John DiStaso's Granite Status: Another NH-NJ tie: Hoboken Mayor Dawn Zimmer, Christie accuser, is UNH grad
Dawn Zimmer, the Democratic mayor of Hoboken, N.J., was brought up in Laconia and is a 1990 graduate of the University of New Hampshire.
Zimmer, 45, is embroiled in the latest Christie controversy. She told CNN on Sunday she is prepared to testify under oath that Christie administration Lieutenant Gov. Kim Guadagno threatened to withhold Superstorm Sandy relief funds from her community unless she supported a real estate project he favored.
Christie spokesman Colin Reed, who, by the way, is a former spokesman for Rye resident and former Massachusetts Sen. Scott Brown, denied Zimmer's allegations. But Zimmer held fast.
In a statement Sunday, Zimmer said she had met with the U.S. Attorney's Office in the region, and, "As they pursue this investigation, I will provide any requested information and testify under oath about the facts of what happened when the Lieutenant Governor came to Hoboken and told me that Sandy aid would be contingent on moving forward with a private development project," she said.
Zimmer said the Christie administration wanted her to approve a project by The Rockefeller Group, a real estate developer with ties to Christie's administration.
Ironically, Zimmer was recently featured in UNH Magazine, and her photograph appeared on the cover, for her efforts in leading Hoboken's recovery from Sandy. In the piece she recalled when Christie, after the storm, helicoptered in to Hoboken, which is directly across the Hudson River from Manhattan, and praised its residents as "tough, gritty, no-nonsense people."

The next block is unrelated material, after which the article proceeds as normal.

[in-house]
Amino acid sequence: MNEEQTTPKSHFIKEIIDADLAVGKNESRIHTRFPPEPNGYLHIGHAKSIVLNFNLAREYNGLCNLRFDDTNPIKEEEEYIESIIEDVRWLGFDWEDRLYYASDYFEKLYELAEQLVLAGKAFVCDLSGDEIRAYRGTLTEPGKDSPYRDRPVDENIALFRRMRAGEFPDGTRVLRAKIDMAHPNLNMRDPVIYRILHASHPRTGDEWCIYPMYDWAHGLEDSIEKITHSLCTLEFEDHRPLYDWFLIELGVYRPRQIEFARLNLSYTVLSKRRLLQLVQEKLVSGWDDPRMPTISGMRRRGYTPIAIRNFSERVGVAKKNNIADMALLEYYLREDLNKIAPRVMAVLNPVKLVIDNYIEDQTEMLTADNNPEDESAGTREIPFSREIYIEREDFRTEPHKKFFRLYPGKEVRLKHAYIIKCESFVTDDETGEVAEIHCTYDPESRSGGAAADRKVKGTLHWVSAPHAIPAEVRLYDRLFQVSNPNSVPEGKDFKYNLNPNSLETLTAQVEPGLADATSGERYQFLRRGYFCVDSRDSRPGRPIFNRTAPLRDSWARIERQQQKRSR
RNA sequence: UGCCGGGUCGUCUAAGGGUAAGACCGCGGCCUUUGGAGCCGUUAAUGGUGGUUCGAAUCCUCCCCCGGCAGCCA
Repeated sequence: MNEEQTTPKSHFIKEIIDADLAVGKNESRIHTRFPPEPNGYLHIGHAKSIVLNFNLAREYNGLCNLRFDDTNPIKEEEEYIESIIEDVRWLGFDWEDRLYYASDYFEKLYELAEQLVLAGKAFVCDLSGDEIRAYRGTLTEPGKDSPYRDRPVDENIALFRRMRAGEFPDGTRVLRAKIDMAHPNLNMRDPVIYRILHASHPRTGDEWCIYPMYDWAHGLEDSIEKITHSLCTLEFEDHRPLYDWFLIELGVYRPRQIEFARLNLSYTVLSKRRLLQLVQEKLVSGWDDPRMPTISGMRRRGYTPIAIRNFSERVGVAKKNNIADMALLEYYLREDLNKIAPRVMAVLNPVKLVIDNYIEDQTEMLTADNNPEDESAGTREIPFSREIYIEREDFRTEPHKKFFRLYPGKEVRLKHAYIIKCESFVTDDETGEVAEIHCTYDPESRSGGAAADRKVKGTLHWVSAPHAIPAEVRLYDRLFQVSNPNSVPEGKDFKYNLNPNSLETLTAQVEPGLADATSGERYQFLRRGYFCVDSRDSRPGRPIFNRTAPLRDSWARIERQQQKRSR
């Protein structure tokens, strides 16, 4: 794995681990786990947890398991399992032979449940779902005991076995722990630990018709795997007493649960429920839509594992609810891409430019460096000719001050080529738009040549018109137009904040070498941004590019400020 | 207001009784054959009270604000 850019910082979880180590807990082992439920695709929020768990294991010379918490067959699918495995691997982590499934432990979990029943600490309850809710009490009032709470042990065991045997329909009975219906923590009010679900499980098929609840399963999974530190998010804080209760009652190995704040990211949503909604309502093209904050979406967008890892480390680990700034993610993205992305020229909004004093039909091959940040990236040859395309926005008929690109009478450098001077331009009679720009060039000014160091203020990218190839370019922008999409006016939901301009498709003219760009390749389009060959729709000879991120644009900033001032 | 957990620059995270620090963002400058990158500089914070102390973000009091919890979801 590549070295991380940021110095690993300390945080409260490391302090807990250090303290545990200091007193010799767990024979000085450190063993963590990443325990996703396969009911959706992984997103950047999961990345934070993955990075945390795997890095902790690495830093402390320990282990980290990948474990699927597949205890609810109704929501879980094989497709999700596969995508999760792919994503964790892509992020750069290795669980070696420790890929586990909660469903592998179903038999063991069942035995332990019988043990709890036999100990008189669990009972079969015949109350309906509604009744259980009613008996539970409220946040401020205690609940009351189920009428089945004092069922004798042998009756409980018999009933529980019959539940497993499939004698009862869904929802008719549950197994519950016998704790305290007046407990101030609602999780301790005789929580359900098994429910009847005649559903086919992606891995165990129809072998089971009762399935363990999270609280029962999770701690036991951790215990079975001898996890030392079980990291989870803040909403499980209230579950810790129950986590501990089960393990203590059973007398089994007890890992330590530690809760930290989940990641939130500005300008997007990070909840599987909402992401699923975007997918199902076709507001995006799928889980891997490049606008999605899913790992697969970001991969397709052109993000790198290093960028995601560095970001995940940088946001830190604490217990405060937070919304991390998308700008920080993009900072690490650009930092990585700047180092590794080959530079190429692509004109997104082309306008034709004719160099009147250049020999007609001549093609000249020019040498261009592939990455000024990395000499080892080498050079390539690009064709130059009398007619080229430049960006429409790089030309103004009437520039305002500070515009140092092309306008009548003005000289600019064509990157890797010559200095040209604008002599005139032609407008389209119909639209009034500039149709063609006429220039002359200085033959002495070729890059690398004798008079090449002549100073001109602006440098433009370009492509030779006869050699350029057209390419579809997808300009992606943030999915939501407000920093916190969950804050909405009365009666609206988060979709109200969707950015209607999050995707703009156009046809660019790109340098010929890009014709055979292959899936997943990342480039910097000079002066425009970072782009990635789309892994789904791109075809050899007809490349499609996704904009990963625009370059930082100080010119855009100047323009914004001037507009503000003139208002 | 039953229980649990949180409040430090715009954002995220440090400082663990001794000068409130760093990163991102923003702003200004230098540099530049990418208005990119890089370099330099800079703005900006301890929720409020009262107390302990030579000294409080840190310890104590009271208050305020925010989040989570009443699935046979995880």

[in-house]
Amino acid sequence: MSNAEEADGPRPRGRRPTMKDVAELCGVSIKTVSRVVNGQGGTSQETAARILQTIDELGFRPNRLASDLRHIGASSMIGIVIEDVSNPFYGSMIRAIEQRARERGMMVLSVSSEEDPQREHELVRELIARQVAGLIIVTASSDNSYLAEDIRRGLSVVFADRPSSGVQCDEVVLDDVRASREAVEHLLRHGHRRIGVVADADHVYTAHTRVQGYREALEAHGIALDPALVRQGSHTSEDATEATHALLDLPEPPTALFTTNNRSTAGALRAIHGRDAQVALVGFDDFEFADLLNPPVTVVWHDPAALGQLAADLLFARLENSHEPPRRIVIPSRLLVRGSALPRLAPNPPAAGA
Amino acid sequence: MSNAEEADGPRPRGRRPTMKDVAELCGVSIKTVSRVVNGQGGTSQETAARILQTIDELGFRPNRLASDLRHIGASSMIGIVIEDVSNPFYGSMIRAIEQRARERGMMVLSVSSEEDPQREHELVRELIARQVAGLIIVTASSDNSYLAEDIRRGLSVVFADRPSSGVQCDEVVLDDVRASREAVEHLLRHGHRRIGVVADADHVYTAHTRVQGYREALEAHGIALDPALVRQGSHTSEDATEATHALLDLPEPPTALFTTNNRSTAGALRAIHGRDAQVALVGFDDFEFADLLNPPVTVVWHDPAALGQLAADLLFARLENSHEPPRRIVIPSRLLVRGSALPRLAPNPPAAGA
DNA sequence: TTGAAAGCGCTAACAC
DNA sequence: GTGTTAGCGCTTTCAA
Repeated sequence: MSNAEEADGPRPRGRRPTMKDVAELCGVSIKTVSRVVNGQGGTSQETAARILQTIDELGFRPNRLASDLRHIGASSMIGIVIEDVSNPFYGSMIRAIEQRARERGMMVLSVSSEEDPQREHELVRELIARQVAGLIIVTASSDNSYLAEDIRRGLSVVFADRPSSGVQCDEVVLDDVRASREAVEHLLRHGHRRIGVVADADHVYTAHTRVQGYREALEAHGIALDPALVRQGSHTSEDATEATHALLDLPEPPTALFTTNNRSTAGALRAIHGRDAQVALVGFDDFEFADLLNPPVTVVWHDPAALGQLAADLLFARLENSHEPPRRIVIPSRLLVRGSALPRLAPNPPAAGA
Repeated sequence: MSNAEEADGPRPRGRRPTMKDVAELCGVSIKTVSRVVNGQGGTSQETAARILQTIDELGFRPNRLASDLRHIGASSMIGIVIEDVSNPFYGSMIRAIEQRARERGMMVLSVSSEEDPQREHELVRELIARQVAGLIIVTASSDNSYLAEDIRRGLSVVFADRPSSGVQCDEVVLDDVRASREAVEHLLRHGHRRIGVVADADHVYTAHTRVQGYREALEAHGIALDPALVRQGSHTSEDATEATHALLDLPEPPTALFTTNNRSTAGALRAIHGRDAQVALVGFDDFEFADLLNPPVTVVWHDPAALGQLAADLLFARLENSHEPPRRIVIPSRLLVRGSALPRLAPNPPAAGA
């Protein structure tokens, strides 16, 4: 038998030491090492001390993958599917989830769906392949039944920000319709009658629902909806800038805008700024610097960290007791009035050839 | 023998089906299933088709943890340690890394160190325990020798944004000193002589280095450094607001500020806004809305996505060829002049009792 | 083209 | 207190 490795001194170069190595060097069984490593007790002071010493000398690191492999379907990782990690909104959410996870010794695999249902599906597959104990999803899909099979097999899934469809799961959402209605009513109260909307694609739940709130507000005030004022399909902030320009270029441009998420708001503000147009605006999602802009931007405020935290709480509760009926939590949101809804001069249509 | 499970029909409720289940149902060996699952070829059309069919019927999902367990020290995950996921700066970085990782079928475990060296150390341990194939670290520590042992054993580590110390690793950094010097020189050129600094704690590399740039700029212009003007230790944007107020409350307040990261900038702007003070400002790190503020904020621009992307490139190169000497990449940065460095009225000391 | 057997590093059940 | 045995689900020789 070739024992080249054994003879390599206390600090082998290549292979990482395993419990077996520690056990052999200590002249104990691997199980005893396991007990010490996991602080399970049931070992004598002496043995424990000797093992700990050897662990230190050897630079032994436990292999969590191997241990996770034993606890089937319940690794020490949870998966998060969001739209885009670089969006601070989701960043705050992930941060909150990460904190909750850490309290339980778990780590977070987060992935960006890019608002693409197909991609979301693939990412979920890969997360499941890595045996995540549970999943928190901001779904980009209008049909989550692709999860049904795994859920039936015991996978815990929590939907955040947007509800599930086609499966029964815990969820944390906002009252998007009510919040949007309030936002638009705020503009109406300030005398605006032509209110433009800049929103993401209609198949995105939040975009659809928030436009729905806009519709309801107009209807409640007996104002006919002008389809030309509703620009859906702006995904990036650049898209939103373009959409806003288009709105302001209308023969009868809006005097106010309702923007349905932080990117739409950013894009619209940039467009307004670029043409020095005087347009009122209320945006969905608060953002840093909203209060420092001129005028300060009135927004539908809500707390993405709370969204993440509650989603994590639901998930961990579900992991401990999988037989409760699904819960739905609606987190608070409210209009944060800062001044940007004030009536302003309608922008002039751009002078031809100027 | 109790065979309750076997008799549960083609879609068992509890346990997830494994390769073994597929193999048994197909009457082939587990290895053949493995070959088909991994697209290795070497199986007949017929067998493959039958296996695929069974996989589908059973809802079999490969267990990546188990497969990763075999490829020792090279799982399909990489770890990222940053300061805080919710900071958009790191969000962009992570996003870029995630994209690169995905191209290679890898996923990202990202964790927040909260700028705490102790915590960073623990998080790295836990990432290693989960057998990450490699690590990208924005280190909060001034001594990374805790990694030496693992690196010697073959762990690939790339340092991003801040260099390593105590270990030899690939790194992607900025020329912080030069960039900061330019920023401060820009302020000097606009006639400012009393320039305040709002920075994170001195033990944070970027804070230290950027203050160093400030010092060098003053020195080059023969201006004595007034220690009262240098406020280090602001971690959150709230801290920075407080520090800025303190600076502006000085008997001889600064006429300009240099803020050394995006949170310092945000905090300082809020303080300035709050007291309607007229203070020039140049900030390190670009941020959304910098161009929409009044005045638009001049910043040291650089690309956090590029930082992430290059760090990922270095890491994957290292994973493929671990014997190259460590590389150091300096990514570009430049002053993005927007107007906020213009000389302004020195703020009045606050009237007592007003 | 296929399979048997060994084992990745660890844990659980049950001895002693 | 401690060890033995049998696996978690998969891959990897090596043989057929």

Also in the UNH Magazine piece, Zimmer said she moved with her family to Hoboken from New York City because she it had the "small-town feel" of Laconia.
Zimmer is the second person with New Hampshire ties to be involved in Christie controversies.
Last week, New Hampshire Republican Party executive director Matt Mowers, a former regional aide in Christie's reelection campaign and, previously, in his administration, was subpoenaed to provide documents, texts and emails for a legisaltive probe of the George Washington Bridge lane closure"Bridgegate" scandal.
Mowers was the aide who initially approached the Fort Lee, N.J. Mark Sokolich about supporting Christie's reelection bid.
Hoboken is about eight miles south of Fort Lee on the west bank of the Hudson River.
(Our full Sunday, Jan. 19, Granite Status follows.)
But that poll was taken before last week's developments: